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Options in Higher Education: Comparing 5 Different Types of Colleges

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Community college. Online degrees. Technical school. Which should you choose? The answer to that is both simple and complex, but for the sake of your career, it’s imperative that you find the right fit for you. Different types of college programs teach you different skills. The best way to know if you’ll learn what you need to know for your career is to look at each type of school. If that school offers what you need to gain the career you want, that’s the type of school you should apply to. However, first you must know the difference. Here’s a look at five different types of colleges and how they compare to other types of schools.

1. Community College

Community colleges come with a lot of advantages. Most students go to community college because they tend to be cheaper than even the local university, according to Texas Southmost College. Aside from the fact that these students save money on tuition, a local community college allows students to live at home with their parents. It also allows them to get their basic core courses out of the way. This saves them a bunch of money in the long run. Many students can even leave their local community college with a two-year associate’s degree before transferring to a university to get a bachelors.

2. Universities Public

Students attending universities typically intend on getting a more advanced degree than the associate’s degree. That’s one of the chief difference among community colleges and universities, according to Study.com. These institutions often have degree programs going up to the doctorate level. They also have more stringent admission requirements. Many careers actually require a bachelor’s or a master’s degree, which makes this option attractive for people who are career oriented. Conversely, those who want to go on to the Ph.D. level will also find this environment attractive.

3. Online Colleges

Online colleges are attractive to people who can’t physically show up to class due to work or personal constraints. Convenience is the biggest advantage that online colleges have compared to most community colleges and universities, according to the eLearning website. While many potential students find them attractive for this reason, some would-be students may fear that they will not be able to pursue the degree track they want due to the constraints of the online environment.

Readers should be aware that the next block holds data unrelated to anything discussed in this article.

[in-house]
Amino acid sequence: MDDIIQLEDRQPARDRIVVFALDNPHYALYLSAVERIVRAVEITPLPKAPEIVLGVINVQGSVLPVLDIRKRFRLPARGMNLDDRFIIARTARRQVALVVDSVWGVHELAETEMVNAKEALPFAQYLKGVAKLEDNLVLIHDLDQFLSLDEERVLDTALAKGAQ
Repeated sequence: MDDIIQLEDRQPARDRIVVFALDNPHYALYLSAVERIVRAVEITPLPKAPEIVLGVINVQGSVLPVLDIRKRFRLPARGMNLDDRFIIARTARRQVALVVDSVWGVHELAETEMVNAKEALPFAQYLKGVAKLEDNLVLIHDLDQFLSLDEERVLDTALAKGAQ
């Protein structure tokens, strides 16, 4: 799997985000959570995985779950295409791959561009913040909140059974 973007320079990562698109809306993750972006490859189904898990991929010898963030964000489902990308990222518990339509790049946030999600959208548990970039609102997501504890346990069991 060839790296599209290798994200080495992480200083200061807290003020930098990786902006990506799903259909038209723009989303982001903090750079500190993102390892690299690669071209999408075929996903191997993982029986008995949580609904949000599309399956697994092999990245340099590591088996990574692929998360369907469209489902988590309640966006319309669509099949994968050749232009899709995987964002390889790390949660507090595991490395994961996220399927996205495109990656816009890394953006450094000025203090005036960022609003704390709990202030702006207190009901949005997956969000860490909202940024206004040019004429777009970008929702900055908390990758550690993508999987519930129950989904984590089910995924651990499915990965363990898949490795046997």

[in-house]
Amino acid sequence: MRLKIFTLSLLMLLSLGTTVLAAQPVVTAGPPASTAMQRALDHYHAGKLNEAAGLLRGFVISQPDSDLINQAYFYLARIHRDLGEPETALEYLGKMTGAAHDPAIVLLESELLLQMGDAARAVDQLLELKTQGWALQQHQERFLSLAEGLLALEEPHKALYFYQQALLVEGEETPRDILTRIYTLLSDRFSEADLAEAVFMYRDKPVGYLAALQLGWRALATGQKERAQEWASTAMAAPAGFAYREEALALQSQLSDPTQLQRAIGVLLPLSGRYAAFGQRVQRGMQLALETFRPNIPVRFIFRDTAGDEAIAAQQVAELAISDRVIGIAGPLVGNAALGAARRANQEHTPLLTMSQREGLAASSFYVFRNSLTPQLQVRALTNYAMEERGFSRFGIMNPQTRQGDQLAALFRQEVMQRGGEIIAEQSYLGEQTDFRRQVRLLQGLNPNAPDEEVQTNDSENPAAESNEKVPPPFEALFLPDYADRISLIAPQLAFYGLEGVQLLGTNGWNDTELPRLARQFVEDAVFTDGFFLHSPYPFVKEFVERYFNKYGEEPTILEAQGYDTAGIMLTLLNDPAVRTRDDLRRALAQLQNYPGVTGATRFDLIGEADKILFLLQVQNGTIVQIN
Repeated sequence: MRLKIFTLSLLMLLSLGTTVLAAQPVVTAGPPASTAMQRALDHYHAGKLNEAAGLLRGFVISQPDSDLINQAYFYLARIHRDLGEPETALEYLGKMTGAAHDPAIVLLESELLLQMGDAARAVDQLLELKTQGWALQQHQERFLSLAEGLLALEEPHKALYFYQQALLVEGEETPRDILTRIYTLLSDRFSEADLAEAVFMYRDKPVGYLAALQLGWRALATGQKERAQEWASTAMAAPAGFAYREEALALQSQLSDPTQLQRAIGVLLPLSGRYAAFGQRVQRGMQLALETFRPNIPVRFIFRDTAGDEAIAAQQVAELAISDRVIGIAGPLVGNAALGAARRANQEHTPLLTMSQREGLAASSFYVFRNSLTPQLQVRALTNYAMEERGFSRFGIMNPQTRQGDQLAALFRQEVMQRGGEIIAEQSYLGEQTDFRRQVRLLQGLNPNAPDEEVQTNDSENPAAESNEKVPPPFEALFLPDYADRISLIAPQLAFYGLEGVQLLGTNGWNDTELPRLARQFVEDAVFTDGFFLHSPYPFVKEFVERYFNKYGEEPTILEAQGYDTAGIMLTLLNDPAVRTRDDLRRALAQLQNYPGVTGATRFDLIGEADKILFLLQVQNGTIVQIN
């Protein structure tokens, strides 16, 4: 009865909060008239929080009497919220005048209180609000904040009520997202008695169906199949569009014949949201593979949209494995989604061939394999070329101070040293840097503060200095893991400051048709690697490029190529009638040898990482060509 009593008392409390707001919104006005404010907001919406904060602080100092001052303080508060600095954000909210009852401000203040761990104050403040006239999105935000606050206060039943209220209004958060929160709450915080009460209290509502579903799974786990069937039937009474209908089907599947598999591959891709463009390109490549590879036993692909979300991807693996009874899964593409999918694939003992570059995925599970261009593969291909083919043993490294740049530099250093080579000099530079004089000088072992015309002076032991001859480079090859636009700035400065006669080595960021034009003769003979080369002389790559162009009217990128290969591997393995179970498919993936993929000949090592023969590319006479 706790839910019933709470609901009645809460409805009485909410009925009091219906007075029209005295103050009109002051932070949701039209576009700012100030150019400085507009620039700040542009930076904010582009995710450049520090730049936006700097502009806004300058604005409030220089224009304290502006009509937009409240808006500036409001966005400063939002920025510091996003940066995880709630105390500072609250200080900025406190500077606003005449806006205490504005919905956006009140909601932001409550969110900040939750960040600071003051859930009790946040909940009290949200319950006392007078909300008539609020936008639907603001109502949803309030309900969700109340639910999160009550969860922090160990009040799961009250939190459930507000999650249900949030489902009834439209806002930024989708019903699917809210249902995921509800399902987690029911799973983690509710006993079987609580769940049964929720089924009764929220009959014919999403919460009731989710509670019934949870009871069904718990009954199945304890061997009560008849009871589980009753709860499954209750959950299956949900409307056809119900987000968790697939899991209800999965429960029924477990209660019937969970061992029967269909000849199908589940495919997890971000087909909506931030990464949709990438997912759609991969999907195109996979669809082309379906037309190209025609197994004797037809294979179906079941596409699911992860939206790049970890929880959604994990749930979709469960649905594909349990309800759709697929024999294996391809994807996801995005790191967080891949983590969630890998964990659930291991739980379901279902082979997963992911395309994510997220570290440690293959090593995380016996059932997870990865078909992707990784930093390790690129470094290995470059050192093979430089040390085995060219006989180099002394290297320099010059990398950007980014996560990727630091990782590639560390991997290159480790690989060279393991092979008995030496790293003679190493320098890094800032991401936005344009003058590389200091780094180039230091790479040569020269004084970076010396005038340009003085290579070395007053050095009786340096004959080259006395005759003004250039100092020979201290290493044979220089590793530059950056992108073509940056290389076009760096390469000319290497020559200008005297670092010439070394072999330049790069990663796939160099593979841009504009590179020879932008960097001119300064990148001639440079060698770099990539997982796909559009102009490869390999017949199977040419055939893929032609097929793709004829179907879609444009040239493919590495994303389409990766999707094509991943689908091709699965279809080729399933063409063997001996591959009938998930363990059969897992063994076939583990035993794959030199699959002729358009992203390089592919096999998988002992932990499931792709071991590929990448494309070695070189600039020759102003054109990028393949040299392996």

To set that fear aside, just know that anything is possible when it comes to getting an education in the online world. For example, a person wanting to go into nursing may feel that because this line of study is hands-on, it can’t be studied online. However, that’s not entirely the case as Bradley University’s online nurse practitioner school demonstrates. Most subjects can be studied online, which is why so many professional adults opt for online colleges.

4. Private Colleges and Universities

According to Scholarships.com, private colleges have much to offer students. They tend to have excellent reputations. The students are involved in campus life, their classes, and the community beyond. Many even boast a close-knit university community. Students interested in being in this kind of environment will find it enriching and will have the opportunity to make connections with important professors and other campus community members. These ties can not only mean better access to good graduate schools, but also future business contacts.

5. Career-Specific Schools

Career-specific or vocational schools are a good option for the person who has a definite trade in mind as a career. And what kinds of careers are we looking at? According to U.S. News and World Report, people attend trade schools when they’re interested in career tracks like auto mechanics, welding, or plumbing. The classes in these programs are hands-on, and subjects like math and English are only pursued to the extent that they support the student’s career choice. (The math would be applied math or English would be technical communication for example.)

Additionally, careers like these are really fast-track careers. Most students can finish a program in 12 to 21 months, depending upon the area of study. These schools also are excellent at placing students in jobs.

No one type of school is right for all students. The most successful students pick the right kind of college for their career and life goals. For example, a person interested in teaching German at the college level would attend a different type of college or technical education program than the would-be welder. The key to finding the right fit for you is to try to find the program that can best put you onto the career track that you want to be on.

About Ashley Hill

Ashley Hill is a Scholarship Search Strategist who is passionate about teaching overwhelmed students (K-12, homeschool, adult, international, undergraduate, and graduate students) how to use their talents and achievements to increase their chances of winning scholarships.

If you know students or families preparing for college who need scholarships, share these tips and strategies!

About the author

Ashley Hill is a Scholarship Search Strategist who is passionate about teaching overwhelmed students (K-12, homeschool, adult, international, undergraduate, and graduate students) how to use their talents and achievements to increase their chances of winning scholarships.

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